Thus, the campaign to "Save Clover Valley" went into high gear. Clover Valley Foundation was created, and WPCARE (Western Placer Citizens for an Agricultural and Rural Environment) offered fiscal sponsorship under its 501(c)3 umbrella. Back in 2001, we thought the Clover Valley issues would take two or three years to settle. Little did we know. Finally, as the years have dragged out, we realized we needed to have our own non-profit corporate status. As of August, 2005, Clover Valley Foundation is a 501(c)3 California non-profit corporation.
Clover Valley Foundation knew its campaign to save the valley was starting late. The property had already been annexed to the city of Rocklin; the rezoning and development agreement had been approved; and the Programmatic Environmental Impact Report (EIR) had been certified. Because the citizens' group had little to no experience with CEQA, it became apparent that professional help would be needed. To level the playing field, an environmental attorney, Bill Yeates, was consulted. He in turn recommended a colleague, Keith Wagner, who was hired to write comments on the Notice of Preparation (NOP) under the auspices of CLAW (California Legal Advocates for Wildlife). Eventually, Wagner joined the Yeates law firm and also wrote comments on the Draft EIR in August of 2002.
In waiting for the Final EIR, it became apparent that there were significant Native American sites on the property. It was also known that new archeological excavations had been performed in '99 and '00. However, the results of those excavations, and the subsequent cultural report were not included in the August 2002 DEIR. Inquiries to the city of Rocklin regarding the status of the cultural report were met with statements that the cultural report was not completed.
Working behind the scenes, in the spring of 2003, a copy of the January 2002 cultural report was obtained under the Freedom of Information Act (FOIA) much to the chagrin of the developers and the city. Instead of 6 previously known prehistoric sites on the property, there were 33, all of which were eligible for National Registry. The city claimed no knowledge of the report; however, a 1999 memo also obtained under FOIA informed the city that the cultural report was to be finalized shortly.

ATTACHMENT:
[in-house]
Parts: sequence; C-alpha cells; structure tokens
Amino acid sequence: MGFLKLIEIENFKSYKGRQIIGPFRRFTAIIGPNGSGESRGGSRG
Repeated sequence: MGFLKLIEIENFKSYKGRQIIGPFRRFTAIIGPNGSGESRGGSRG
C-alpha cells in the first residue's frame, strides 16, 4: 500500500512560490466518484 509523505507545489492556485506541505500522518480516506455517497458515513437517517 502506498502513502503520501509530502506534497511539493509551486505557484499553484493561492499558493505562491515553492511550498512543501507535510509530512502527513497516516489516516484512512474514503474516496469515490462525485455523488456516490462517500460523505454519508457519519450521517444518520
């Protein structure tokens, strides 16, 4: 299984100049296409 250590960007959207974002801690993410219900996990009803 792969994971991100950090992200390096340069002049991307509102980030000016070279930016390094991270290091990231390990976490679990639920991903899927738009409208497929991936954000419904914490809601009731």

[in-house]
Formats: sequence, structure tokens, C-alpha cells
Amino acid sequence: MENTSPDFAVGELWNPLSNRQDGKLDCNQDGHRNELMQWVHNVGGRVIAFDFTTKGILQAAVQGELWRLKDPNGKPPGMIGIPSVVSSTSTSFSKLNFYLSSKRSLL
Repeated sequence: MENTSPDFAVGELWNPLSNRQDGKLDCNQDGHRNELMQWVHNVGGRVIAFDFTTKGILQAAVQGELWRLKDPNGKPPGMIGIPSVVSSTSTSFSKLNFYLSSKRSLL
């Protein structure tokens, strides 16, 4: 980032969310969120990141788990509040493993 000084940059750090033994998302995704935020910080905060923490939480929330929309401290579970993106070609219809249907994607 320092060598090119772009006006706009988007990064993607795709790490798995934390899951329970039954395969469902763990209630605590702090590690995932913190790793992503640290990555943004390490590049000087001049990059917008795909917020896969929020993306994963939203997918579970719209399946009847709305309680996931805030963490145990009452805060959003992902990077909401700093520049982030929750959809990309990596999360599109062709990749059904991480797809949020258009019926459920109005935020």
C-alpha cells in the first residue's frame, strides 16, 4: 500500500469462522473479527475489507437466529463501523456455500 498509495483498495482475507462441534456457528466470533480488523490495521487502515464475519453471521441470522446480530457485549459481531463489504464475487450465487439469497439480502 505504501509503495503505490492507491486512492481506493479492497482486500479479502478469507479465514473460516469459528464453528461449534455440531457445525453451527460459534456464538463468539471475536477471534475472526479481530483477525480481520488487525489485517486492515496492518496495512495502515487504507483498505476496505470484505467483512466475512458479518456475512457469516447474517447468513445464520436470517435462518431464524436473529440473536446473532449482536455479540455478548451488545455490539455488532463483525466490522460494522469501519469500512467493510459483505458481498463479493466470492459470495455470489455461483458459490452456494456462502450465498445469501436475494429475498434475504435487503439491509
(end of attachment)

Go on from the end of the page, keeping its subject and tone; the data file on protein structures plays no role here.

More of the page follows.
2005 and Beyond
The city and the owner/developers have now decided that rather than proceed with the Final EIR (from August 2002) and subsequent Tiered EIR's, they will submit a small lot map in a new EIR and attempt to have all approved in one fell swoop. The NOP for the new "Draft Recirculated Environmental Impact Report" (DREIR) was completed in October of 2005. Clover Valley Foundation has retained the Yeates environmental law firm to consult or write comments on CEQA documents, believing the project is too important to leave any stone unturned, especially if/when litigation becomes the only remaining option to save Clover Valley.
Educational and fundraising activities have been effective in garnering public support and will continue. Clover Valley Foundation is committed to preserving the last pristine and most unique valley in Placer County's sprawling foothill developments. As one of the most magnificent irreplaceable landscapes in the country, we are committed to preserving this valley in perpetuity. To help, please call Allison at (916) 435-4845 or Marilyn at (916) 652-7005, or see our How You Can Help page for donations and other ways to help the effort to save Clover Valley from development.